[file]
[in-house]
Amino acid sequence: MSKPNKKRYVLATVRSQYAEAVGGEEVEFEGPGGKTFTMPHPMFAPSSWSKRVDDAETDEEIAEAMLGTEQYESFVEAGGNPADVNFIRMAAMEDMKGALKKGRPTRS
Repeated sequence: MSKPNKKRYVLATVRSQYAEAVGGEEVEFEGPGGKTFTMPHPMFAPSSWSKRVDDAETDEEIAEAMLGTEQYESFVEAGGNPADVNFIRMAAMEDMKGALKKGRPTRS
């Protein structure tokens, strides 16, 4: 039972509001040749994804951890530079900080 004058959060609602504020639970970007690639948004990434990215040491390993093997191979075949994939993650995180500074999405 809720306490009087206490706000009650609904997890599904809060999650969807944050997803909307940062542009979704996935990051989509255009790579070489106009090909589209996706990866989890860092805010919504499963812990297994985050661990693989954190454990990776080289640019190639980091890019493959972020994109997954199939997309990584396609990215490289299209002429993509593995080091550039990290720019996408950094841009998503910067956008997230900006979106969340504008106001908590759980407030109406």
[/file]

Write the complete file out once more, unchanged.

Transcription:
[in-house]
Amino acid sequence: MSKPNKKRYVLATVRSQYAEAVGGEEVEFEGPGGKTFTMPHPMFAPSSWSKRVDDAETDEEIAEAMLGTEQYESFVEAGGNPADVNFIRMAAMEDMKGALKKGRPTRS
Repeated sequence: MSKPNKKRYVLATVRSQYAEAVGGEEVEFEGPGGKTFTMPHPMFAPSSWSKRVDDAETDEEIAEAMLGTEQYESFVEAGGNPADVNFIRMAAMEDMKGALKKGRPTRS
């Protein structure tokens, strides 16, 4: 039972509001040749994804951890530079900080 004058959060609602504020639970970007690639948004990434990215040491390993093997191979075949994939993650995180500074999405 809720306490009087206490706000009650609904997890599904809060999650969807944050997803909307940062542009979704996935990051989509255009790579070489106009090909589209996706990866989890860092805010919504499963812990297994985050661990693989954190454990990776080289640019190639980091890019493959972020994109997954199939997309990584396609990215490289299209002429993509593995080091550039990290720019996408950094841009998503910067956008997230900006979106969340504008106001908590759980407030109406």